My mom appeared on a little news piece for WABC news in NYC about people with pre-diabetes. She’s awfully cute, watch it here.
This past month, Fox Reality Channel aired Long Way Down, a reality show following actors Ewan MacGregor and Charley Boorman on a motorcycle trip from Scotland to South Africa. Hate reality shows? You might actually like this one. Read my review here.
I, for one, would love to know. Since their debut, Youth and Young Manhood, and especially on their second album, Aha Shake Heartbreak, I championed these Southern-rock-via-post-punk good ol’ boys. But their new album, Only By the Night, is inexcusably bad. Find out why here. Let’s remember the good old days.
Kiss of the Spider Woman, the 1985 film from director Hector Bebanco, was released on DVD and Blu-Ray this week. The nuance of the story and the impressive acting of stars William Hurt and Raul Julia made me sorry I had waited almost 25 years to finally see this movie. Read my review here and watch the trailer below.
Deerhoof’s new album, Offend Maggie (Kill Rock Stars), takes off where The Runner’s Four left off, as I explain in my review for Blurt Magazine. I would call this record one of their best, perfectly melding their classic rock and pop sensibilities with their most art-damaged rock.
It just came to my attention that my War on Drugs review was recently reprinted in the Dallas Observer. This album is definitely in my top five of the year. If you haven’t checked them out yet, please do so immediately, and read my review here.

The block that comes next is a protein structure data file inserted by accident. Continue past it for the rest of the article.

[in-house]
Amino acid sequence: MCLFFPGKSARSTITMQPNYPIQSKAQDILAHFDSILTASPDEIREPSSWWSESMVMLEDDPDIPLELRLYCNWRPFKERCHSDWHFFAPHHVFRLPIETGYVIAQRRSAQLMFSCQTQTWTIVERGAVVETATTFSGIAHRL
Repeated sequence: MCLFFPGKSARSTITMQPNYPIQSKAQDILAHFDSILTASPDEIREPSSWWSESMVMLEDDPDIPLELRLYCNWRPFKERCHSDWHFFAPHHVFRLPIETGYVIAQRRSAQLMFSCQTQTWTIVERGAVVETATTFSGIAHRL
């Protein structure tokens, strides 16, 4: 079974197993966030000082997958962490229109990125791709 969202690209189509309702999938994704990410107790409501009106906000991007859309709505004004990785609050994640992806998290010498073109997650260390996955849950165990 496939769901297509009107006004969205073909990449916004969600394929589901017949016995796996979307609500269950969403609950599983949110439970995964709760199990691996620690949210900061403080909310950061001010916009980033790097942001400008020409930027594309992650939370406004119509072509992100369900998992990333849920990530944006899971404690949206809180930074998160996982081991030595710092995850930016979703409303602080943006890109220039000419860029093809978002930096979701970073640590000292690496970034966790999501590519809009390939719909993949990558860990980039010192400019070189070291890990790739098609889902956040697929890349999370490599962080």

Karl Blau‘s latest, Nature’s Got Away (Kelp Monthly), came out a few weeks ago, but my review is running today. Blau makes charming twee-influenced indie pop that is as intelligent as it is playful. This is normally not my bread and butter, but this album hits me in all the right spots.
Last week, Stuart Gordon‘s Stuck was released on DVD. If you missed this one in the theater, you’re probably not alone, but if you can stomach a little gore and a disturbing story, rent it now. Starring Mena Suvari, the film is a fictional retelling of a horrible crime committed in Texas a few years ago -a woman ran into a homeless man with her car, he became stuck in her windshield, and she drove home and left him there to die. Read my review here.
Remember Q-Tip? The former and sometimes current ATCQ member has a new album on the way this November, The Renaissance, and the first video from the album is for the song “Move.” The song, which I believe is produced by the late, great J Dilla, is unremarkable but competent, sort of like a less club-y track from his solo debut, and the video is like a lo-fi ’70s skating rink promo. Not bad, but let’s hope the album is better than this example. See for yourself right here:
This week, Chaplin was released on DVD as a special 15th Anniversary Edition. Robert Downey Jr. plays the title character here, pre-drug problems and pre-Ironman fame. His performance is spectacular, but the film is a biopic made by rote (directed by Richard Attenborough). Read my review here.
Kathy from The Thermals other band, All Girl Summer Fun Band, put out a record last month. And if you’re gonna lump girl groups together, which I would never do, you could say that they give Vivian Girls a run for their money in terms of pop-punk, indie rock, Ramones-style garage rock. Read my review for Blurt here.
Italian horror master Dario Argento’s latest film, Mother of Tears, was released on DVD last week. This schlocky supernatural horror film is good for a couple of laughs, but it’s not gonna change your life or anything. Read my review here, and watch the trailer below: